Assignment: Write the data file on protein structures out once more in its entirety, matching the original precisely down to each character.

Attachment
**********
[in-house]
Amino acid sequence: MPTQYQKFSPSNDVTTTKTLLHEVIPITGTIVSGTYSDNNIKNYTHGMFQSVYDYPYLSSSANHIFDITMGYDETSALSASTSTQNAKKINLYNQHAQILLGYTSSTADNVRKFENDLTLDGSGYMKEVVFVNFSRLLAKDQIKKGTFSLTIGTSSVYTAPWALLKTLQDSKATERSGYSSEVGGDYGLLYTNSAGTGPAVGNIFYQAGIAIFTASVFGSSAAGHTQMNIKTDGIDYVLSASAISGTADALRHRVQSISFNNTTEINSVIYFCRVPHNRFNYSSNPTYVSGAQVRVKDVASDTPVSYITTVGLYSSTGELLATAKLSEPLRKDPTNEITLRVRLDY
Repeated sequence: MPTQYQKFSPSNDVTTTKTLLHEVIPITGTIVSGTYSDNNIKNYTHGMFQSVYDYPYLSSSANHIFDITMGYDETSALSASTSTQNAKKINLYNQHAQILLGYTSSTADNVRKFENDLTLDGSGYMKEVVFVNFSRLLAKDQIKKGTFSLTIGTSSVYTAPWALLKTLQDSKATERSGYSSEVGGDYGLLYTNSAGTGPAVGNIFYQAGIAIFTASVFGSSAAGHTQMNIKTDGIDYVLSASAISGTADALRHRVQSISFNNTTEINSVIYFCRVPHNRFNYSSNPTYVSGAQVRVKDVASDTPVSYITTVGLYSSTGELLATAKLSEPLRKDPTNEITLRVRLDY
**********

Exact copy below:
[in-house]
Amino acid sequence: MPTQYQKFSPSNDVTTTKTLLHEVIPITGTIVSGTYSDNNIKNYTHGMFQSVYDYPYLSSSANHIFDITMGYDETSALSASTSTQNAKKINLYNQHAQILLGYTSSTADNVRKFENDLTLDGSGYMKEVVFVNFSRLLAKDQIKKGTFSLTIGTSSVYTAPWALLKTLQDSKATERSGYSSEVGGDYGLLYTNSAGTGPAVGNIFYQAGIAIFTASVFGSSAAGHTQMNIKTDGIDYVLSASAISGTADALRHRVQSISFNNTTEINSVIYFCRVPHNRFNYSSNPTYVSGAQVRVKDVASDTPVSYITTVGLYSSTGELLATAKLSEPLRKDPTNEITLRVRLDY
Repeated sequence: MPTQYQKFSPSNDVTTTKTLLHEVIPITGTIVSGTYSDNNIKNYTHGMFQSVYDYPYLSSSANHIFDITMGYDETSALSASTSTQNAKKINLYNQHAQILLGYTSSTADNVRKFENDLTLDGSGYMKEVVFVNFSRLLAKDQIKKGTFSLTIGTSSVYTAPWALLKTLQDSKATERSGYSSEVGGDYGLLYTNSAGTGPAVGNIFYQAGIAIFTASVFGSSAAGHTQMNIKTDGIDYVLSASAISGTADALRHRVQSISFNNTTEINSVIYFCRVPHNRFNYSSNPTYVSGAQVRVKDVASDTPVSYITTVGLYSSTGELLATAKLSEPLRKDPTNEITLRVRLDY